21. 21. business applications used to support new, customer-driven operating models should continue to be a priority for companies across all industry segments. Today, manufacturers have the opportunity to simplify IT architectures by leveraging the four IT forces: mobility, social technologies, big data analytics, and cloud computing. We believe that companies that are investing aggressively in the four IT forces today will soon enjoy the benefits of higher revenue growth, improved profitability, and customer-led innovation. Leveraging the four IT forces: mobility, social networks, big data analytics, and cloud computing Manufacturers know that their financial ERP system is a transactional system of record and is not enough to succeed in the "intelligent economy," where timely business insights and speed in decision making is essential. Having in place an operational ERP system that encapsulates all the critical operational processes will enable manufacturers to achieve operational excellence, streamline business processes, and react faster to business changes. Operational ERP Manufacturers realize their company is simply a piece of a puzzle in an extended value chain. They understand customer fulfillment can only be achieved through a global multi-enterprise orchestration. This goes far beyond the nature of a financial ERP system, generally designed to serve a single enterprise. Through operational ERP, manufacturers will be able to create an integrated decision-making environment that — deployed as a virtual application over the cloud and streamlined by mobile and social technologies — will enable manufacturers to operate in real time over an intelligent value chain. Decision-making environment Adopting an operational ERP system, manufacturers will be better able to support the fast-changing business environment with common real-time data, workflow, and alerting capabilities, enabling rapid onboarding of third-party manufacturers, new suppliers, and channel partners, as well as the faster integration of new and legacy applications. The network will become an open, functional space where single capabilities can be dynamically added, refined, and changed on demand. Adopting these technologies will provide enormous benefits for manufacturers that deploy them wisely. Real-time data, workflow, and alerting capabilities In adopting an operational ERP system, manufacturers will need to find a way to combine and leverage the rigor of traditional ERP systems with the flexibility offered by the four IT forces, particularly social technologies. Manufacturers in fact are often looking to standardized and structured ERP architectures to help them control master-data, standardize business processes, and get ready to scale for growth. However, this rigor today is not enough to win the competitive battle in the complex manufacturing environment. Adding social network capabilities to the traditional ERP foundation would add more flexibility in employees' interactions and help manufacturers achieve the speed in decision making required today. Combine the rigor of ERP with the flexibility offered by social technologies Important considerations need to be taken into account regarding the implementation efforts required by operational ERP deployments, particularly their integration of social technologies, collaboration, and real-time capabilities. The challenge here is not merely a matter of technology change. Rather it is more a need for a change in mentality ©2012 IDC Manufacturing Insights #IDCWP47T Page 21
  22. 22. with respect to how a manufacturing business is run. Change management is expected to be even more complicated to handle in an operational ERP implementation as it will entail significant operational and cultural changes. Notably, tenured employees will need to adapt to a less structured way of doing business and get ready to adapt to a working environment where knowledge sharing is king. On the positive side, younger workers will be more attracted by the manufacturing industry than today, as they are already more accustomed to collaboration and social networks than standardized processes and structured ERP systems. The four IT forces will clearly play an essential role in the ERP system of the future, creating real-time decision-making environments, engaging the workforce, fostering collaboration along an intelligent value chain, and creating an efficient consumption-based IT environment. Delivering both IT productivity and business value at the same time is the real strength of these four IT forces. But manufacturers could be in for a shock when it comes to managing this IT change. Employees are already using many of these four IT forces every day as consumers, and they are eager to employ them professionally as quickly as their companies will allow. The real shock for manufacturing companies may be the realization that past investments in traditional technologies are now rapidly becoming redundant. Tomorrow is going to demand a different approach. Operational ERP implementation will entail operational and cultural changes The four IT forces APPENDIX This appendix explains our methodology for the research that supports this white paper. Methodology The information presented in this document comes from primary research by IDC Manufacturing Insights, sponsored by Infor. The primary research for this paper is based on a global survey conducted in fall 2011 across multiple discrete manufacturing industries such as automotive, aerospace, industrial machinery, and high-tech. 378 interviews were carried out with professionals of different size businesses in the most important countries across EMEA, Asia/Pacific, and the Americas. Page 22 #IDCWP47T ©2012 IDC Manufacturing Insights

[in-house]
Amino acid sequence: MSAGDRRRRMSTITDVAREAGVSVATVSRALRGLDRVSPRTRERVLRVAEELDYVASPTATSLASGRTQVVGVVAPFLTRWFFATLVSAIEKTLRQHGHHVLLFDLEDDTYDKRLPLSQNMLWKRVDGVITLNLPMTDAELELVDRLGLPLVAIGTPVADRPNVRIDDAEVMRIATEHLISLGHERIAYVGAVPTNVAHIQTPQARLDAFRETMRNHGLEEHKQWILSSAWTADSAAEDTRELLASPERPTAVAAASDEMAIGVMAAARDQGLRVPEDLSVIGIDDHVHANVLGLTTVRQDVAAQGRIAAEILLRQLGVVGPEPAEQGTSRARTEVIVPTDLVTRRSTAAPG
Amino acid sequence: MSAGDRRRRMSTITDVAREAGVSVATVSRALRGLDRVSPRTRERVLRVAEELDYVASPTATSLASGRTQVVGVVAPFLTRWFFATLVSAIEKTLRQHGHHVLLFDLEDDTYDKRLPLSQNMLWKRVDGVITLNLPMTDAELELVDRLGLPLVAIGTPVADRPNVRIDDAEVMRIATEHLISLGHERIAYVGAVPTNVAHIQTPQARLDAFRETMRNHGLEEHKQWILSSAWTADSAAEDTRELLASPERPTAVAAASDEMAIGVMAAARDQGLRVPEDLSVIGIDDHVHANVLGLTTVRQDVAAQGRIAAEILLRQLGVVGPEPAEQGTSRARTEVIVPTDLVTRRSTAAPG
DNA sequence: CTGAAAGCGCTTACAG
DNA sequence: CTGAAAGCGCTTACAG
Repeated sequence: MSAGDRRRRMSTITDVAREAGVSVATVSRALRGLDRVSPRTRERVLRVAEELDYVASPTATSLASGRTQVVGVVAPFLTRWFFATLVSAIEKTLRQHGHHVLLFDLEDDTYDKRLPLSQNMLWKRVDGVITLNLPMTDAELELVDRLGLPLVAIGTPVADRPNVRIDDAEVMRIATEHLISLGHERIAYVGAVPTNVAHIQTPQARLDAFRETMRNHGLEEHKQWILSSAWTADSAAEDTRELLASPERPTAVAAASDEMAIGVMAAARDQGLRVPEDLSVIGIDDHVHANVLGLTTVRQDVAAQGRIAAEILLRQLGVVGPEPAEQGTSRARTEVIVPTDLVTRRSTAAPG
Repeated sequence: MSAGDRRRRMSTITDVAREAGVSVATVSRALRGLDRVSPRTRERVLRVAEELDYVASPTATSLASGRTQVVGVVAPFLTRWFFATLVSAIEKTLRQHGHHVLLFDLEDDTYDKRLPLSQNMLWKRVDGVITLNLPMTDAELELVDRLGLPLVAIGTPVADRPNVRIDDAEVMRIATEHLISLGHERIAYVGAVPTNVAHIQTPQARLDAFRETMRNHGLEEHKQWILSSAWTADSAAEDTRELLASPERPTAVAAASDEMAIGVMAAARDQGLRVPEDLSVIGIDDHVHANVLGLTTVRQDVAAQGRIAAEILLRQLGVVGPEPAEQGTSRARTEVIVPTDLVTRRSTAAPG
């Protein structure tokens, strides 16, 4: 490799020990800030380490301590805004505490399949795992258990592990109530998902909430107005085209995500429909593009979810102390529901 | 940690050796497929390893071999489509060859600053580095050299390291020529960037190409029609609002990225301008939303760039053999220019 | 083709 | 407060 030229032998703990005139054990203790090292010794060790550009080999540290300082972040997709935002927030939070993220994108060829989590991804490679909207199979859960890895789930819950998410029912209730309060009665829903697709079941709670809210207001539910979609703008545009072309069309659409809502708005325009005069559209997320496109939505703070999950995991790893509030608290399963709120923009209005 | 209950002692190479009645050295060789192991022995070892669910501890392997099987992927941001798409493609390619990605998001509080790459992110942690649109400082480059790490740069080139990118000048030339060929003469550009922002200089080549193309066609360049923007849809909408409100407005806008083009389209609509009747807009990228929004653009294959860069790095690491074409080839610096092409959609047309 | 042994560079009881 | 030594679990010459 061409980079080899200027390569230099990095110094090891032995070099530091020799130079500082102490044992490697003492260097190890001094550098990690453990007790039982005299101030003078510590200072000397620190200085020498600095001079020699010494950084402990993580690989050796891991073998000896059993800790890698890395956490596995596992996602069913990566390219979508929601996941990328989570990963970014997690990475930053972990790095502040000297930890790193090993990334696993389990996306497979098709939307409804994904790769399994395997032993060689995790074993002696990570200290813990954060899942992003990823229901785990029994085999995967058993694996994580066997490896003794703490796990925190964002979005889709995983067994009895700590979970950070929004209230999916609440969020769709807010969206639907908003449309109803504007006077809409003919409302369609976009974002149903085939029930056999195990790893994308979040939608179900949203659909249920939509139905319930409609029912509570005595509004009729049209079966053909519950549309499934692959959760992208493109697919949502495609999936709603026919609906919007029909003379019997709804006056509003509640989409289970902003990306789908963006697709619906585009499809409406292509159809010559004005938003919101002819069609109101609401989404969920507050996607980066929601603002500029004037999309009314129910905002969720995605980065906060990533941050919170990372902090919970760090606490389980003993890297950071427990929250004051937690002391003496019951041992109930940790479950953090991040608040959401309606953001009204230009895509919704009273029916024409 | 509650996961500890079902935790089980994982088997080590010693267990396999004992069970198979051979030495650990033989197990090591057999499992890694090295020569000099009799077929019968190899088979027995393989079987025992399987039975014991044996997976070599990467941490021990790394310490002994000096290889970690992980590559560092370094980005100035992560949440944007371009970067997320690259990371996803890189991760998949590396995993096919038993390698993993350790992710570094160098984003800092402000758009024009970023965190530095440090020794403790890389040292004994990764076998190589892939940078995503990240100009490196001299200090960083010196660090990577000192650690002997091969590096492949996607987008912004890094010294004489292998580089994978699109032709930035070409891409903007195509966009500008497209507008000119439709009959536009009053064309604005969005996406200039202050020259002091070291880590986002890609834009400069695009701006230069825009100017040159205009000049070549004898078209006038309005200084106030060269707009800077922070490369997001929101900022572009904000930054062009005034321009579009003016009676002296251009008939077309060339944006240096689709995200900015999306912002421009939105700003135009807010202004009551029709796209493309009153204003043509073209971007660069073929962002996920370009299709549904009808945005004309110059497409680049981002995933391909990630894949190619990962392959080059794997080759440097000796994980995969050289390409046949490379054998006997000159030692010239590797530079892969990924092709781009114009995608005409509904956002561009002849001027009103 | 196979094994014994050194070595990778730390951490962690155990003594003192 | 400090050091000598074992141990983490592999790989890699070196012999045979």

23. 23. Tables 1–3 provide further details. TABLE 1 Vertical Market Quotas % Count 20.1% 20.6% 18.0% 18.3% 23.0% 100.0% 76 78 68 69 87 378 % Count 22.8% 22.5% 18.8% 18.8% 17.2% 100.0% Aerospace Automotive Other discrete High-tech Industrial machinery and equipment Total 86 85 71 71 65 378 Source: IDC Manufacturing Insights, 2012 TABLE 2 Company Size Quotas 100–499 500–999 1,000–2,499 2,500–5,000 More than 5,000 Total Source: IDC Manufacturing Insights, 2012 TABLE 3 Number of Completes by Country and Region Region % Country % Count Western Europe 24.1% Americas 38.9% Asia/Pacific 23.0% Russia + ME 14.0% France Germany Italy U.K. U.S. Brazil Australia China India Japan Middle East bundle (Qatar, Saudi Arabia, UAE) 6.1% 5.8% 6.1% 6.1% 29.1% 9.8% 5.3% 6.1% 5.6% 6.1% 6.6% 23 22 23 23 110 37 20 23 21 23 25 Russia 7.4% 100.0% 28 378 Total 100.0% Source: IDC Manufacturing Insights, 2012 ©2012 IDC Manufacturing Insights #IDCWP47T Page 23
  24. 24. Copyright Notice Copyright 2012 IDC Manufacturing Insights. Reproduction without written permission is completely forbidden. External Publication of IDC Manufacturing Insights Information and Data: Any IDC Manufacturing Insights information that is to be used in advertising, press releases, or promotional materials requires prior written approval from the appropriate IDC Manufacturing Insights Vice President. A draft of the proposed document should accompany any such request. IDC Manufacturing Insights reserves the right to deny approval of external usage for any reason. Page 24 #IDCWP47T ©2012 IDC Manufacturing Insights